The United Nations and the Cookie Cutter State


In the years since the collapse of the Soviet Union and the end of the Cold War the United Nations has intervened as peacekeeper in more ethnic civil conflicts than it had done from its inception to 1989. It can be argued that the global politics of the Cold War created the emergency and contingent conditions that prevented such intervention, but this will have to wait for another discussion. What we are interested in presently are the projects of state formation from conflict that the UN undertakes, and the contradictions that these processes expose.

The UN represents the totality of the world’s recognized nation-states, and the fundamental logic of its functioning is to recreate the image of its membership wherever it goes. Elections are, thus, only a step in restoring or conjuring up a nation-state, and wherever the demands of democracy or humanitarianism run contrary to the exigencies of the nation-state, it is the latter that will always win out.
Amitav Ghosh

Few would argue that peace is an undesirable outcome of international intervention in any regional or national conflict, but there are many differing constructions or models of peace, and one must ask whether that created or imposed by the UN is the best of all possible peaces. As a totality the United Nations is not a neutral entity, but the collective will of many states; “the child of all the world’s hierarchies,” as Ghosh has put it.


As ever changing constructs of collective ethnic and cultural identity nations become such as a consequence of the exercise of their own sovereignty; that is to say that the autogenesis of national self-determination precedes the political reality of the state,  and not the other way about as the UN casts new nations from conflict. This creation of states-seeking-nationhood rather than nations-forging-statehood tends to an impression of the international community making states – cookie cutter states – in its own image.

This model of state-building rests on the assumption that states and, by extension, good governance are the best model always and everywhere for peace. States do prefer to do business with states, and, as the international body of states, the UN too prefers dealing with states, and so where such do not exist it makes them. The United Nations is the embodiment of a de-colonising paradigm shift, and therefore the product of a paradigm shift. Peace in that paradigm may indeed be the state, but what happens after the next shift and what happens to those states that have not quite undergone the presumed paradigm shift of the UN? Are we making peace to store up future conflict?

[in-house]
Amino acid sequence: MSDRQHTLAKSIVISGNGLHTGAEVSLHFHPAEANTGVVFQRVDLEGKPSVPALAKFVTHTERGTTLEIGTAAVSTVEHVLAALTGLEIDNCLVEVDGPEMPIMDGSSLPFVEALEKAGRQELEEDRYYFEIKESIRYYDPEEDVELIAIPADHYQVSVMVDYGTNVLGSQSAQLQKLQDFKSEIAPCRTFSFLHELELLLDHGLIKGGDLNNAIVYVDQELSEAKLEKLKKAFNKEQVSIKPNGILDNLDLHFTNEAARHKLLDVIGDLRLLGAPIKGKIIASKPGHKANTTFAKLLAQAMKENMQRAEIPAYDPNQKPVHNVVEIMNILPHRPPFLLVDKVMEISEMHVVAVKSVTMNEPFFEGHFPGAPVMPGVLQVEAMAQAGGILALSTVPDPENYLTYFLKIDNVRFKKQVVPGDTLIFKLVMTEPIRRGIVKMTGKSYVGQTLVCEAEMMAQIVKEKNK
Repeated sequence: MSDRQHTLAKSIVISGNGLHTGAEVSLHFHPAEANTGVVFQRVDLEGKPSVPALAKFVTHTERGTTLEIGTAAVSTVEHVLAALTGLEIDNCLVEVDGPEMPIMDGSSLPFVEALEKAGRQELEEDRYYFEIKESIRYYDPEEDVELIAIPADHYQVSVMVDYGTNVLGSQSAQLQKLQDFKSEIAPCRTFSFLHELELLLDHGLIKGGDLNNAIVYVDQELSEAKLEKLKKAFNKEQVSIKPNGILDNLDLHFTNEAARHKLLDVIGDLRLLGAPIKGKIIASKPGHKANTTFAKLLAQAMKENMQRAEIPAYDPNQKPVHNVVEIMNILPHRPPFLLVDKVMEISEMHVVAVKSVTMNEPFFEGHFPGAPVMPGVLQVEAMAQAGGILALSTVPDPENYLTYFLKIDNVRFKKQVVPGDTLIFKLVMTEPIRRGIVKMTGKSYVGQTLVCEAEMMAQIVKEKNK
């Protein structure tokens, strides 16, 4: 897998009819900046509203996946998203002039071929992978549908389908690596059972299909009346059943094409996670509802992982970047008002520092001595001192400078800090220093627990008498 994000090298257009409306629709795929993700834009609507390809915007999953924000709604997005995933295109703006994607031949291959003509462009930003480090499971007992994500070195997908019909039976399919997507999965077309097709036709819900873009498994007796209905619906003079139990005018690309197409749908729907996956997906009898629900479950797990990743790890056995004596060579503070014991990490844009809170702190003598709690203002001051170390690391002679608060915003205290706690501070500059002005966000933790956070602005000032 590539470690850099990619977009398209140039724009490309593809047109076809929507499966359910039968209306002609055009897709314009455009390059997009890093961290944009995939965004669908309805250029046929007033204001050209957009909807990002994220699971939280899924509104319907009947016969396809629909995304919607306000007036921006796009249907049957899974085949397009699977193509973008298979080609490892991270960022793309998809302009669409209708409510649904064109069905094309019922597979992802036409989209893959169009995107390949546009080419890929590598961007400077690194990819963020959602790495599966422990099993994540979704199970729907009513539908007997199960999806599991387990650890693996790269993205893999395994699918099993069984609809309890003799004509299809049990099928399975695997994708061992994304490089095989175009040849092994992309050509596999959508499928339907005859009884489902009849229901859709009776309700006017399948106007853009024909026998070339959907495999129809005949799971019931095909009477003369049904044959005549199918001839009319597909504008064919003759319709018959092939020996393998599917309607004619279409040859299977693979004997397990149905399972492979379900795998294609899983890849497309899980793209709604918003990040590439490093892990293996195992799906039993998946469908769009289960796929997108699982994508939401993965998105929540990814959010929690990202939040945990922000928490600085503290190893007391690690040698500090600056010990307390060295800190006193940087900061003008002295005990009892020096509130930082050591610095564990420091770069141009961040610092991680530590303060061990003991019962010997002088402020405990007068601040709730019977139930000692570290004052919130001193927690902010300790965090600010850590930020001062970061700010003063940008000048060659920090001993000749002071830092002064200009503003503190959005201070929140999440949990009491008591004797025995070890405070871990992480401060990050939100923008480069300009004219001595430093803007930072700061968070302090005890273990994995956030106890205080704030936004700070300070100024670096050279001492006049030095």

Ùr-Fhàsaidh
Jason Michael
Blog Author

Violence is the Words that we Speak


Words describe our worlds and realities. Words describe and define, and in defining they assume the power to imprison people and ideas within their limits. Words assume a knowledge over the cosmos. They imagine they have control. ‘I am hungry’ defines me, yet the same in another language, ‘Tha an t-acras orm’ threatens me. Our words shape our imaginations. Our words place limits on people and things. Humanist conceptualisation of the human being has served to circumscribe what it means to be a man. Not a woman. Not a non-Westerner. Not an African. The universal man, the Superman, is a white European male human being. Our words and ideas have created a reality in which all other versions of human must be measured and judged against our ideal.

The fallacy of the universal person falsely assumes that people are intellectually and psychologically the same in all times and places and circumstances… People, in various times and places, have not merely thought different things. They have thought them differently. It is probable that their most fundamental cerebral processes have changed through time. Their deepest emotional drives and desires may themselves have been transformed. Significant elements of continuity cannot be understood without a sense of the discontinuities too…
– David Hackett Fischer

Language, following the reasoning of George Saunders, is so very often a form of lying. It presents the world in a certain accepted way; not as it is, but how we have decided it is. As we share the language we share the consensus reality; our common agreement. So sadly our words and word-shaped ideas have reduced others to less than human. This great idea of Progress, for example, has come at the price of the extermination of all things determined backward – whole peoples and whole cultures; whole worlds of possibility annihilated to make way for Progress.


This language; this knowledge, is power. More specifically it is the arrogant assumption of power over others. Knowing this is yet another knowledge, and as such fails to liberate us – as the speaker – from our role as the oppressor. I’ve wrestled with this idea since it was presented to me yesterday. Can the Wordsmith/bully be freed from this violence? It’s a conundrum, but we have to be optimistic – even if just for the sake of good mental hygiene. There is the possibility of uttering sounds to communicate, internally and externally, which do not dominate. At the moment I like to think of this as Awareness.

Ùr-Fhàsaidh
Jason Michael
Blog Author

Repression and the Rise of Capitalism à la Foucault


Nothing short of revolution, suggests Michel Foucault, will extricate “We other Victorians” from the polymorphous mechanisms of power which have conditioned us over millennia. The exercise of power has undergone a transformation from the feudal spectacle of the scaffold to the age of repression which marks the bourgeois order, and with this the unproductive passions of humanity have been subjected to the triple edict of modern puritanism; taboo, non-existence, and silence. It is interesting that Foucault elects to examine the development of social attitudes towards sex and sexuality as he unravels the bond of repression which he reminds us links sex with both knowledge and power. It is interesting because Marx touches on this in his own version of the evolution of Capitalism:

The bourgeoisie has torn away from the family its sentimental veil, and has reduced the family relation to a mere money relation.
– The Communist Manifesto